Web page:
Evolution of Search and Seizure Law

Posted by Daniel Rosenberg

April 6, 2014

United States Supreme Court Decisions

On February 19, 2013, the Supreme Court announced its decision in Florida v. Harris, and on March 26, the Court announced its decision in Florida v. Jardines.  Both cases involve the use of narcotics detection dogs and the Fourth Amendment.

The question in Florida v. Harris was whether a narcotics detection dog’s “alert” constitutes probable cause for the search of a private vehicle.  In a unanimous opinion delivered by Justice Kagan, the Court held that because the training and testing records demonstrated the dog’s reliability in detecting drugs–and the defendant failed to undermine that evidence–the dog’s “alert” provided probable cause for searching the vehicle.  The Court did not go so far as to find that the State is required to establish the training and reliability of the dog for purposes of determining probable cause.  Having said that, a defendant is not without recourse if the drug sniffing dog’s “alert” is used to procure evidence that is being used against a defendant.  If a defendant can produce evidence of the unreliability of the dog or the inadequacy of its training such evidence may be presented at a subsequent probable cause hearing.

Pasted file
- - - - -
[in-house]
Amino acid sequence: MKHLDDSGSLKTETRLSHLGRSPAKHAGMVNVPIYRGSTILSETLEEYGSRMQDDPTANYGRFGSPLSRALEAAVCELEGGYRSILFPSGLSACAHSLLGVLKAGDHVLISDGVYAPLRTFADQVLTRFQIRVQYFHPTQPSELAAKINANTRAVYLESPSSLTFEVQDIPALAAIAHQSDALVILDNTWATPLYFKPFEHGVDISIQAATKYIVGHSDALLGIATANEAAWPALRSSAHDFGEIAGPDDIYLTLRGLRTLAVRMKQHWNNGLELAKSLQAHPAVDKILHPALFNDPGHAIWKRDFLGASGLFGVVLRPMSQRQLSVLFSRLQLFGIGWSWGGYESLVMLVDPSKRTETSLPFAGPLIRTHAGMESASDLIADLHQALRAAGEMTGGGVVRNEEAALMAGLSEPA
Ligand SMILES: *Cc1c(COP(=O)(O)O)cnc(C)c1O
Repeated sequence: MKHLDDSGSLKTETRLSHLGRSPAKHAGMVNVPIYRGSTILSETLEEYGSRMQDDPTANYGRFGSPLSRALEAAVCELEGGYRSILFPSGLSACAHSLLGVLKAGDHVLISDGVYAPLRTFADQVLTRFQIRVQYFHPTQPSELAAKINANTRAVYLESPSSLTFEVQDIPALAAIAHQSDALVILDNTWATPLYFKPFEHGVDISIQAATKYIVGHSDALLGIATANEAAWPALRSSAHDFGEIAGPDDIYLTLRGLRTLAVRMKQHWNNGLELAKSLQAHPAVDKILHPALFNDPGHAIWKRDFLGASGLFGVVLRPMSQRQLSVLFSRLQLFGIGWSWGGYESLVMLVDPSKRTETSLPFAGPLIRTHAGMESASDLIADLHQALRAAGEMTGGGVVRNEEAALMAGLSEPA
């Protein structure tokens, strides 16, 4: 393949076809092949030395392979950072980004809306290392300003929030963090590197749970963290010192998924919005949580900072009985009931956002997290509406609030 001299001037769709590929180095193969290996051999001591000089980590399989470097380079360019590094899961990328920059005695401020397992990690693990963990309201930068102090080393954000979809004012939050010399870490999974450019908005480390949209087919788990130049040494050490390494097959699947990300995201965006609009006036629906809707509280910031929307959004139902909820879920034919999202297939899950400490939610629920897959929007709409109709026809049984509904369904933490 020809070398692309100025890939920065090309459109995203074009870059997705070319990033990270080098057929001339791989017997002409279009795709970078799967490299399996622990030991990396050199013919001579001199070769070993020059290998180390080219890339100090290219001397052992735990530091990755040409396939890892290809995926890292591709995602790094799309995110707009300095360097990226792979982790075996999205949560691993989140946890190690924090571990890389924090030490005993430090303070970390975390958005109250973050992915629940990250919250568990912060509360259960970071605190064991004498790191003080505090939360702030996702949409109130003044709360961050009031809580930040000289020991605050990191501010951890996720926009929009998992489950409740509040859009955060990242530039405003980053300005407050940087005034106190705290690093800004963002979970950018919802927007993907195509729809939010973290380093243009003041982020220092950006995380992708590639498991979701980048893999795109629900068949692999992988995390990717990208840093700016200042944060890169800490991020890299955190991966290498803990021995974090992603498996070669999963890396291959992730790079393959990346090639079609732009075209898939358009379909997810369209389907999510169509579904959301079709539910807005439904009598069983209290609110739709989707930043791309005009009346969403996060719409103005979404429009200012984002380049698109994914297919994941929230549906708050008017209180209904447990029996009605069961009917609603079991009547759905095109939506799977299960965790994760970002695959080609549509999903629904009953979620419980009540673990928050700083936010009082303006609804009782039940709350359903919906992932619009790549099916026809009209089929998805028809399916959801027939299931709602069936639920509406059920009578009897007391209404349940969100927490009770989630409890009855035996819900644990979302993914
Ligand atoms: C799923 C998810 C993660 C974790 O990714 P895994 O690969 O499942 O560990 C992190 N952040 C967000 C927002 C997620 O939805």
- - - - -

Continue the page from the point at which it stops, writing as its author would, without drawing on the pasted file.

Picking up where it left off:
Florida v. Jardines considered whether taking a narcotics detection dog to smell the exterior of a house where police suspect marijuana is being grown constitutes a search under the Fourth Amendment.  In an opinion delivered by Justice Scalia, the Court held by a vote of 5-4 that the dog sniff did constitute a search for purposes of the Fourth Amendment.  Justices Thomas, Ginsburg, Sotomayor and Kagan joined the majority opinion.  Justice Kagan filed a concurring opinion, which was joined by Justices Ginsburg and Sotomayor.  Justice Alito filed a dissenting opinion, which was joined by Chief Justice Roberts and Justices Kennedy and Breyer.

The holding in Jardines acknowledges that a police officer walking up to a citizen’s front door is not a search or trespass.  The officer, like any other citizen, has an implied consent to walk to the front door and knock.  In Jardines, the officers brought a drug sniffing dog on the premises to conduct a sniff of the premises.  The Court held such conduct to constitute a search because the objective intention of the officers was to conduct a search.   So, when agents of the State enter the curtilage of the home in a manner that objectively reveals the purpose of conducting a search their entry is an unauthorized physical intrusion and therefore a search.  This finding appears inconsistent with the current state of the law, which is that using a trained dog to conduct a drug sniff does not constitute a search in other contexts.

Cumulative Effect of Holdings

The cumulative effect of both holdings is beneficial to the State for purposes of the use of drug sniffing dogs in public areas.   On the other hand, it provides a higher level of privacy for citizens in and around their home.  Police may continue to use drug sniffing dogs in public places, such as airports, to establish probable cause without having to comply with any formal standard.  Such conduct is not considered a search.  On private property surrounding the home, the use of a drug sniffing dog is a search and requires probable cause, i.e., individualized suspicion.

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